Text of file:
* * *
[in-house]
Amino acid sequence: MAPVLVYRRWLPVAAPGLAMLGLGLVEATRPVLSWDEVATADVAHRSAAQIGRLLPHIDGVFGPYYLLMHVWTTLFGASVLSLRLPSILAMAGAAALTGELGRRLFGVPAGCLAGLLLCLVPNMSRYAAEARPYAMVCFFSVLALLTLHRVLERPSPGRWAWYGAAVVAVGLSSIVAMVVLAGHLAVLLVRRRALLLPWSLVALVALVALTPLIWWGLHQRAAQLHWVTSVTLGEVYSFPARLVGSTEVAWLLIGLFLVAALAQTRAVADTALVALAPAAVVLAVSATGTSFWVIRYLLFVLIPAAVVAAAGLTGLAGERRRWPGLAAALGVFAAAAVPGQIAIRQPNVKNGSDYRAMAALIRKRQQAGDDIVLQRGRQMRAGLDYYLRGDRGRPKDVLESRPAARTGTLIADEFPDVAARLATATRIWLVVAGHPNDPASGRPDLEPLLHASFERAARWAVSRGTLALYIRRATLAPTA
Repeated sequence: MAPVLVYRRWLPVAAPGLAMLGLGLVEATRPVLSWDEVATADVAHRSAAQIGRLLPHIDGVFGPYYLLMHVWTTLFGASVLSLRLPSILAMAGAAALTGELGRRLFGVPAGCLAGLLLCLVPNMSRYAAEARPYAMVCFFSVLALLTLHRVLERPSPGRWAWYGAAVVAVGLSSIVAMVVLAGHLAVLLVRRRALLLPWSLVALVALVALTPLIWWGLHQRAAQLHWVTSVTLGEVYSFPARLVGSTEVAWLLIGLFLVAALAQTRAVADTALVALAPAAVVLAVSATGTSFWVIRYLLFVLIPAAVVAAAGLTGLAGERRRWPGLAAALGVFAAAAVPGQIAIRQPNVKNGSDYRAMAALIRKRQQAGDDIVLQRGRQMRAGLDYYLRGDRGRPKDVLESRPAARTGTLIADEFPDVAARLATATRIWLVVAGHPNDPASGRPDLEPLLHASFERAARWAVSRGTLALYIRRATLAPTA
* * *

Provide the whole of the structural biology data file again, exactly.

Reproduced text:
[in-house]
Amino acid sequence: MAPVLVYRRWLPVAAPGLAMLGLGLVEATRPVLSWDEVATADVAHRSAAQIGRLLPHIDGVFGPYYLLMHVWTTLFGASVLSLRLPSILAMAGAAALTGELGRRLFGVPAGCLAGLLLCLVPNMSRYAAEARPYAMVCFFSVLALLTLHRVLERPSPGRWAWYGAAVVAVGLSSIVAMVVLAGHLAVLLVRRRALLLPWSLVALVALVALTPLIWWGLHQRAAQLHWVTSVTLGEVYSFPARLVGSTEVAWLLIGLFLVAALAQTRAVADTALVALAPAAVVLAVSATGTSFWVIRYLLFVLIPAAVVAAAGLTGLAGERRRWPGLAAALGVFAAAAVPGQIAIRQPNVKNGSDYRAMAALIRKRQQAGDDIVLQRGRQMRAGLDYYLRGDRGRPKDVLESRPAARTGTLIADEFPDVAARLATATRIWLVVAGHPNDPASGRPDLEPLLHASFERAARWAVSRGTLALYIRRATLAPTA
Repeated sequence: MAPVLVYRRWLPVAAPGLAMLGLGLVEATRPVLSWDEVATADVAHRSAAQIGRLLPHIDGVFGPYYLLMHVWTTLFGASVLSLRLPSILAMAGAAALTGELGRRLFGVPAGCLAGLLLCLVPNMSRYAAEARPYAMVCFFSVLALLTLHRVLERPSPGRWAWYGAAVVAVGLSSIVAMVVLAGHLAVLLVRRRALLLPWSLVALVALVALTPLIWWGLHQRAAQLHWVTSVTLGEVYSFPARLVGSTEVAWLLIGLFLVAALAQTRAVADTALVALAPAAVVLAVSATGTSFWVIRYLLFVLIPAAVVAAAGLTGLAGERRRWPGLAAALGVFAAAAVPGQIAIRQPNVKNGSDYRAMAALIRKRQQAGDDIVLQRGRQMRAGLDYYLRGDRGRPKDVLESRPAARTGTLIADEFPDVAARLATATRIWLVVAGHPNDPASGRPDLEPLLHASFERAARWAVSRGTLALYIRRATLAPTA